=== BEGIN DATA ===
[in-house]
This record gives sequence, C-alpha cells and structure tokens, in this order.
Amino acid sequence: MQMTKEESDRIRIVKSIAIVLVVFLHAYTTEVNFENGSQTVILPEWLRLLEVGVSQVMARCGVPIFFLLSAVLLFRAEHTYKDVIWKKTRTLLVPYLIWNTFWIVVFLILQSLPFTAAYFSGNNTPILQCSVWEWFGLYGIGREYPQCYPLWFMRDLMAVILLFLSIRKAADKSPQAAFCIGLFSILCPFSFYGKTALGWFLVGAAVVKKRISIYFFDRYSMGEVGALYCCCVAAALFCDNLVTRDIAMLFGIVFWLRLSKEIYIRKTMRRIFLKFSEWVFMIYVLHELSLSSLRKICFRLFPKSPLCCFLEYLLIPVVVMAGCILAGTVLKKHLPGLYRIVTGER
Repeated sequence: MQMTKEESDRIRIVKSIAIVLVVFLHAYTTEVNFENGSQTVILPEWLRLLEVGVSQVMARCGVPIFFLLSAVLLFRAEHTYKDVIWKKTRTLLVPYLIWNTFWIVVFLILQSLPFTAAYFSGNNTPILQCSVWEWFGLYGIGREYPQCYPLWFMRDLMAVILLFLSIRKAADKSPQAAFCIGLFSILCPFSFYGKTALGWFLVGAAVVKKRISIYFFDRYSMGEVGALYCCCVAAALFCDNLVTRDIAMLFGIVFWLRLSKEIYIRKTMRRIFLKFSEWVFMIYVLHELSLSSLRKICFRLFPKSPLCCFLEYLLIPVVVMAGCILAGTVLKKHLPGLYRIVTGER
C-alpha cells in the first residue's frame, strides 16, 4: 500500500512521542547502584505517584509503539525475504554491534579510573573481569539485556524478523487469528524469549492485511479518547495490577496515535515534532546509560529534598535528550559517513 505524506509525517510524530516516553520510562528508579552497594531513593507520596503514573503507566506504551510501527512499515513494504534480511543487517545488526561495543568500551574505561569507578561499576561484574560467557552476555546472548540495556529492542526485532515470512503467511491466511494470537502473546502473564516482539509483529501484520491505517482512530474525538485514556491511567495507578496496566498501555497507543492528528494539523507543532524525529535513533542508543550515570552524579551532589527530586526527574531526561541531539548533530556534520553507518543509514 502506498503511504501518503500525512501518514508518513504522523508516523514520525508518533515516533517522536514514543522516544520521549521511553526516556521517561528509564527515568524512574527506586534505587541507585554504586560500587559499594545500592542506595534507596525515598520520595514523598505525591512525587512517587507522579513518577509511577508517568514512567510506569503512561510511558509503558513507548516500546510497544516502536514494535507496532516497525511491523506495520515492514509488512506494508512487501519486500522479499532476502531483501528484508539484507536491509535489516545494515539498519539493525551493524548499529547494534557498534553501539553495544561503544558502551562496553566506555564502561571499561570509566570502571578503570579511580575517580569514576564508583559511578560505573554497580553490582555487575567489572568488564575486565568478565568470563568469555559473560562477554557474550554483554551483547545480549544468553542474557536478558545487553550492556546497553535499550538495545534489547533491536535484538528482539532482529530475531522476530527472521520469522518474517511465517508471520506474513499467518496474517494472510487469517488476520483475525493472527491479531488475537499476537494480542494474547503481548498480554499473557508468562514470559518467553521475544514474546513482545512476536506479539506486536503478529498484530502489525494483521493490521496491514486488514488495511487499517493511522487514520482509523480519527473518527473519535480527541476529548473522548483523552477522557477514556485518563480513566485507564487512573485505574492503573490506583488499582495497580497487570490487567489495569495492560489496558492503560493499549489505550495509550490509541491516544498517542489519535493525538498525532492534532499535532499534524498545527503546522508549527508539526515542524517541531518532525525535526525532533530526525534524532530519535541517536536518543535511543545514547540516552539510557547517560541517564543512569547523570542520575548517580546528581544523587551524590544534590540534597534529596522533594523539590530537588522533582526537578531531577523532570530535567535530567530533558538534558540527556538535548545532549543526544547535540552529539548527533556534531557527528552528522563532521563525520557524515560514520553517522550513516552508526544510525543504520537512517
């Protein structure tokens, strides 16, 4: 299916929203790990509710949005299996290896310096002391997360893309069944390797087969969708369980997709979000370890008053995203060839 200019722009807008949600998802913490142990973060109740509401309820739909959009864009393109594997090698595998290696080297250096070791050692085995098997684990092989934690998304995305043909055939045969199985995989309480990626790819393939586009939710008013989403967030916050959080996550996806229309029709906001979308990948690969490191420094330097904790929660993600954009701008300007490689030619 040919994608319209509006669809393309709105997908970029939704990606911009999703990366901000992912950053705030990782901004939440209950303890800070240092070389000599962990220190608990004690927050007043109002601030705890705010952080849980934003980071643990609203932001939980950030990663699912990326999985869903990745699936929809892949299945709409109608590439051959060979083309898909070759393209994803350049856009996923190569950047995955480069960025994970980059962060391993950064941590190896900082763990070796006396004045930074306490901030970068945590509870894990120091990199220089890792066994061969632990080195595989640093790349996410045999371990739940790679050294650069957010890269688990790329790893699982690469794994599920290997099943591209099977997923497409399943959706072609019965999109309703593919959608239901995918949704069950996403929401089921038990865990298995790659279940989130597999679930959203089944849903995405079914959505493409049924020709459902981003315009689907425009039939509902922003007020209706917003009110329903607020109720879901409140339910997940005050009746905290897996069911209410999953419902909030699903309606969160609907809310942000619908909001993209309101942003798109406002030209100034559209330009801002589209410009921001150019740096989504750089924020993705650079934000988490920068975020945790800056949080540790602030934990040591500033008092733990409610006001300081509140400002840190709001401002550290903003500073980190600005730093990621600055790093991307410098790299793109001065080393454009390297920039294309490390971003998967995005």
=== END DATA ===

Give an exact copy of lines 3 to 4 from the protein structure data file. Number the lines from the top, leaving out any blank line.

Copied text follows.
Amino acid sequence: MQMTKEESDRIRIVKSIAIVLVVFLHAYTTEVNFENGSQTVILPEWLRLLEVGVSQVMARCGVPIFFLLSAVLLFRAEHTYKDVIWKKTRTLLVPYLIWNTFWIVVFLILQSLPFTAAYFSGNNTPILQCSVWEWFGLYGIGREYPQCYPLWFMRDLMAVILLFLSIRKAADKSPQAAFCIGLFSILCPFSFYGKTALGWFLVGAAVVKKRISIYFFDRYSMGEVGALYCCCVAAALFCDNLVTRDIAMLFGIVFWLRLSKEIYIRKTMRRIFLKFSEWVFMIYVLHELSLSSLRKICFRLFPKSPLCCFLEYLLIPVVVMAGCILAGTVLKKHLPGLYRIVTGER
Repeated sequence: MQMTKEESDRIRIVKSIAIVLVVFLHAYTTEVNFENGSQTVILPEWLRLLEVGVSQVMARCGVPIFFLLSAVLLFRAEHTYKDVIWKKTRTLLVPYLIWNTFWIVVFLILQSLPFTAAYFSGNNTPILQCSVWEWFGLYGIGREYPQCYPLWFMRDLMAVILLFLSIRKAADKSPQAAFCIGLFSILCPFSFYGKTALGWFLVGAAVVKKRISIYFFDRYSMGEVGALYCCCVAAALFCDNLVTRDIAMLFGIVFWLRLSKEIYIRKTMRRIFLKFSEWVFMIYVLHELSLSSLRKICFRLFPKSPLCCFLEYLLIPVVVMAGCILAGTVLKKHLPGLYRIVTGER